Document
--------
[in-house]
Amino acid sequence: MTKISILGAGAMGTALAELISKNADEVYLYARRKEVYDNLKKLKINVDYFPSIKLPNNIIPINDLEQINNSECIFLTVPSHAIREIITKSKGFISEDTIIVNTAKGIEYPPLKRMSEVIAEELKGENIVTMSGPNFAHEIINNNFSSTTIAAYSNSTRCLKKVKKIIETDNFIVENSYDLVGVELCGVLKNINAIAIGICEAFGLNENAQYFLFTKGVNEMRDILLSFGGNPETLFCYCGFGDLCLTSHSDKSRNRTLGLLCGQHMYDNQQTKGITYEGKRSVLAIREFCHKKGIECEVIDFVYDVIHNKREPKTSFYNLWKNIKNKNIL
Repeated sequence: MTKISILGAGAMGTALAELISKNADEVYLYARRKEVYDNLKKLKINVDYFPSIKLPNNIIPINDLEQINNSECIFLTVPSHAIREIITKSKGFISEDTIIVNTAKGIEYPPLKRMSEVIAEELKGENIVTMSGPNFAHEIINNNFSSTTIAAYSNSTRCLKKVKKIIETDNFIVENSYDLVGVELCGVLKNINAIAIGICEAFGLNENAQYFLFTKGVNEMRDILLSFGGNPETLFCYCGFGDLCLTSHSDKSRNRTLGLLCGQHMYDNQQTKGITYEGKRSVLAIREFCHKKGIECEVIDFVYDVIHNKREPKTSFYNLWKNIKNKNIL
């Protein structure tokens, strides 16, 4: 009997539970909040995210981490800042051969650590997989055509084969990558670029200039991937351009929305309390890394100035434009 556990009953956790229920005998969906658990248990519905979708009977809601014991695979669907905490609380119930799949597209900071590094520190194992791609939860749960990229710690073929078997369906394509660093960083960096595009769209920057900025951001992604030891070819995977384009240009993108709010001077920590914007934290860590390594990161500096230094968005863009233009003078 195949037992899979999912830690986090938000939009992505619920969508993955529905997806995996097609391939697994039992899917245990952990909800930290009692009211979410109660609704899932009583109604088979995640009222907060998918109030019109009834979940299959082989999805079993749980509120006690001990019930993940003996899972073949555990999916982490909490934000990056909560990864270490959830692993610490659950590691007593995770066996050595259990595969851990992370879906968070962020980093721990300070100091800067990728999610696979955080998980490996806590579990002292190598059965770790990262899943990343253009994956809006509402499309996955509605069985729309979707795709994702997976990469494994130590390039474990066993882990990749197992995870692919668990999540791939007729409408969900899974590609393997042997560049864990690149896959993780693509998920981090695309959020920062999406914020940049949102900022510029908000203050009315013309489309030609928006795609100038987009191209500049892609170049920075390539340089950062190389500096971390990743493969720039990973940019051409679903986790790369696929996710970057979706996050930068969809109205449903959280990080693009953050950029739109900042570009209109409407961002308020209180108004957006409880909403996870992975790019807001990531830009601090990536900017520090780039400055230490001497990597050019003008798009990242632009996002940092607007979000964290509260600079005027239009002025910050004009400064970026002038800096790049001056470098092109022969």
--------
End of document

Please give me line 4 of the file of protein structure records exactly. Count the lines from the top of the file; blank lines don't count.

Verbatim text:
């Protein structure tokens, strides 16, 4: 009997539970909040995210981490800042051969650590997989055509084969990558670029200039991937351009929305309390890394100035434009 556990009953956790229920005998969906658990248990519905979708009977809601014991695979669907905490609380119930799949597209900071590094520190194992791609939860749960990229710690073929078997369906394509660093960083960096595009769209920057900025951001992604030891070819995977384009240009993108709010001077920590914007934290860590390594990161500096230094968005863009233009003078 195949037992899979999912830690986090938000939009992505619920969508993955529905997806995996097609391939697994039992899917245990952990909800930290009692009211979410109660609704899932009583109604088979995640009222907060998918109030019109009834979940299959082989999805079993749980509120006690001990019930993940003996899972073949555990999916982490909490934000990056909560990864270490959830692993610490659950590691007593995770066996050595259990595969851990992370879906968070962020980093721990300070100091800067990728999610696979955080998980490996806590579990002292190598059965770790990262899943990343253009994956809006509402499309996955509605069985729309979707795709994702997976990469494994130590390039474990066993882990990749197992995870692919668990999540791939007729409408969900899974590609393997042997560049864990690149896959993780693509998920981090695309959020920062999406914020940049949102900022510029908000203050009315013309489309030609928006795609100038987009191209500049892609170049920075390539340089950062190389500096971390990743493969720039990973940019051409679903986790790369696929996710970057979706996050930068969809109205449903959280990080693009953050950029739109900042570009209109409407961002308020209180108004957006409880909403996870992975790019807001990531830009601090990536900017520090780039400055230490001497990597050019003008798009990242632009996002940092607007979000964290509260600079005027239009002025910050004009400064970026002038800096790049001056470098092109022969």